Pirates 9, Reds 2: It was 6-0 Buccos after two and 8-0 after four and by then the Pirates were thinking about their super short flight up to Cleveland and the Reds were thinking about catching up on whatever Sunday night prestige TV everyone is into at the moment. I don’t watch much of that and I lose track of that stuff, but “Better Call Saul” is coming back in a couple of weeks and that’s my jam. Anyway, Corey Dickerson homered for the fourth time in three days — he was 4-for-5 on the afternoon — and Starlin Marte went back-to-back with him during Pittsburgh’s four-run second frame. Gregory Polanco and Sean Rodriguez also went deep as the Pirates sweep the Reds for the first time in nearly five years which does not seem like it should be right at all but, yep, it is.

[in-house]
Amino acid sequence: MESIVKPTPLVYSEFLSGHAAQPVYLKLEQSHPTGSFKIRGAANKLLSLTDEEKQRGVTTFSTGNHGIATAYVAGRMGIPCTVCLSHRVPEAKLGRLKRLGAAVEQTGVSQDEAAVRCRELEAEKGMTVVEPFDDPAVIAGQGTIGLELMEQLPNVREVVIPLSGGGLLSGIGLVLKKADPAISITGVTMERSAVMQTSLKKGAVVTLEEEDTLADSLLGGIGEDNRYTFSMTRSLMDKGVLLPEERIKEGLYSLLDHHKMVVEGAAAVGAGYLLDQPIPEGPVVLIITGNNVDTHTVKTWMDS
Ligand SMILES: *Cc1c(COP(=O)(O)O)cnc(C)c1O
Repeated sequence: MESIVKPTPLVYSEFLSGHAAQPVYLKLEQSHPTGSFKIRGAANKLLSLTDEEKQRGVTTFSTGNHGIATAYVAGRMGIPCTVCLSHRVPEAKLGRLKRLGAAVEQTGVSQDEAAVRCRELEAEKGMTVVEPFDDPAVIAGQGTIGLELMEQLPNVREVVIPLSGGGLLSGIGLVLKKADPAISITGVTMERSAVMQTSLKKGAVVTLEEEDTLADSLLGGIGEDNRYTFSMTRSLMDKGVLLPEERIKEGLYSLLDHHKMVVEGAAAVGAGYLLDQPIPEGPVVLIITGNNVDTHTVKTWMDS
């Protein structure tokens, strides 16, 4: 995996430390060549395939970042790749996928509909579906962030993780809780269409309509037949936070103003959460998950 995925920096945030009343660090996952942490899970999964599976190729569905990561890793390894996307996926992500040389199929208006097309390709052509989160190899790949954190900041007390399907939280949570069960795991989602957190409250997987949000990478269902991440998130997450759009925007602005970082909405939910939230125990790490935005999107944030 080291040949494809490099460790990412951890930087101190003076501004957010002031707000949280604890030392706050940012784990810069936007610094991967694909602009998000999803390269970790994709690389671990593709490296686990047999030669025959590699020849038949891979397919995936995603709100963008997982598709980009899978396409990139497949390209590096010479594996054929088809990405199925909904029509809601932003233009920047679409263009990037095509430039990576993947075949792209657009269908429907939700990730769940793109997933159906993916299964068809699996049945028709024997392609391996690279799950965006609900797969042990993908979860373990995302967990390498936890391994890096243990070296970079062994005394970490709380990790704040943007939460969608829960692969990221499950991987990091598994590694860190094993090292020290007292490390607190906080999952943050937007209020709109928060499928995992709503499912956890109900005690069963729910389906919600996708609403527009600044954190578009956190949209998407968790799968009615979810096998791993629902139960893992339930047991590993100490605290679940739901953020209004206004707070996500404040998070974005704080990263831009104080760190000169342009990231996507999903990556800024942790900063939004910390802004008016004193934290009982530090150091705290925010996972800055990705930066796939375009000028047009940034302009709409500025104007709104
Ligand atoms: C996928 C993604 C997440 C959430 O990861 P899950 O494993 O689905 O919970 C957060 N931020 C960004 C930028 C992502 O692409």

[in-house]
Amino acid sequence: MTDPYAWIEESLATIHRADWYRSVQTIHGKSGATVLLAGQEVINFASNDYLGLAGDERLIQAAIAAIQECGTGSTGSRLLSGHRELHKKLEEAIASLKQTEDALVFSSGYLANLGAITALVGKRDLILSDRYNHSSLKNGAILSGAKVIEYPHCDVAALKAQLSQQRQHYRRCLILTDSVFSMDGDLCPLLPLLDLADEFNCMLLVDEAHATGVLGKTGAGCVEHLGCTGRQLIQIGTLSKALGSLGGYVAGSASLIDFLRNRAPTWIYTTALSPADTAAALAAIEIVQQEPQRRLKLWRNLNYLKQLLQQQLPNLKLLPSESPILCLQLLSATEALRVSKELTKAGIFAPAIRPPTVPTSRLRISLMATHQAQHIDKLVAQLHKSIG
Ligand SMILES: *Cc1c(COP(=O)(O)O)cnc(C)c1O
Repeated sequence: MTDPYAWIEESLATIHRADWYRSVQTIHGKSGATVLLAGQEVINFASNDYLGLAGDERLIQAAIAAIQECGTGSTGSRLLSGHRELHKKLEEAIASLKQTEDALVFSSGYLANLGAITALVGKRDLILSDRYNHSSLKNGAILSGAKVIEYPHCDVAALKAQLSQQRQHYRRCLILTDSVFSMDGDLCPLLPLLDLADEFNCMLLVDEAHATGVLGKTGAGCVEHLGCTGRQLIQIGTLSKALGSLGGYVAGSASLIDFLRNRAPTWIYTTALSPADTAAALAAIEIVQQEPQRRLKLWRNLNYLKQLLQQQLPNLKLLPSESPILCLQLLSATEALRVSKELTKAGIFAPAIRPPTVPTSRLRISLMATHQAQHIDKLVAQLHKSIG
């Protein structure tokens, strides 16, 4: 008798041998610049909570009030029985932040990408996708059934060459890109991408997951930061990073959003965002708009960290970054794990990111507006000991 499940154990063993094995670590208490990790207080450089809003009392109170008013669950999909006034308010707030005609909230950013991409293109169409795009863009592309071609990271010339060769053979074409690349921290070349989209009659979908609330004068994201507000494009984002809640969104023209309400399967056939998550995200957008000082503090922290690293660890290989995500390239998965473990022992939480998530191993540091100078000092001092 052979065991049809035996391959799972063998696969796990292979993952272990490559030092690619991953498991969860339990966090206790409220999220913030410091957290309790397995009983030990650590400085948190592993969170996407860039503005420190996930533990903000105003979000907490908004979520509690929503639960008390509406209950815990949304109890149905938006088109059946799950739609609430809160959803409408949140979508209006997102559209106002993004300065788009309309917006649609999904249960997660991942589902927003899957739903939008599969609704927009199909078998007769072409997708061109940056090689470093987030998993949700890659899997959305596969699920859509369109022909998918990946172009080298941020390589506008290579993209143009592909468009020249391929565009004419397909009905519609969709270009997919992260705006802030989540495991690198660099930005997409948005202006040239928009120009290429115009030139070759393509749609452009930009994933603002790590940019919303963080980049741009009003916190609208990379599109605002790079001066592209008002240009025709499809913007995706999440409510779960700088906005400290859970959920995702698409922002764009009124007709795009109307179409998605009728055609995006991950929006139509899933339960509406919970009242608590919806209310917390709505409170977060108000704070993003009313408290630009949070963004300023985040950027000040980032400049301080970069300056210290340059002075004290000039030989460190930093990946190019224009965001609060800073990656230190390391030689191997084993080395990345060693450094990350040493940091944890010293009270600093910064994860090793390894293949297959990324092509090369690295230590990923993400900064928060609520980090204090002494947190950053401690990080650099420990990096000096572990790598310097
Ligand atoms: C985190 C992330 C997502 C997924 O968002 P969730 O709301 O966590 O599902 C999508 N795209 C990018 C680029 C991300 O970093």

Royals 5, Twins 3: Here’s something Vegas was not taking prop bets on: Drew Butera hitting an inside-the-park homer. A tiebreaking, three-run inside-the-park home run, that is. Which, yes, was given a HUGE assist by an ill-advised attempt to make a diving catch by the center fielder and some backup by the right fielder that was apparently called in via regular U.S. Mail, but let’s not take this away from Butera:

The Royals took three in a row from the Twins and in doing so completed their first series sweep in just under a year, which does not seem like it should be right at all but, yep, it is.

Blue Jays 5, Orioles 4: The O’s led 4-1 heading into the bottom of the eighth but a pair of two-run homers — from Randal Grichuk and Yangervis Solarte — changed that pretty quickly. J.A. Happ‘s latest audition for would-be trade partners went well (5 IP, 4 H, 1 ER, 9K). John Axford‘s did not (1 IP, 2 H, 2 ER, 1 BB), but hey, he vultured a win.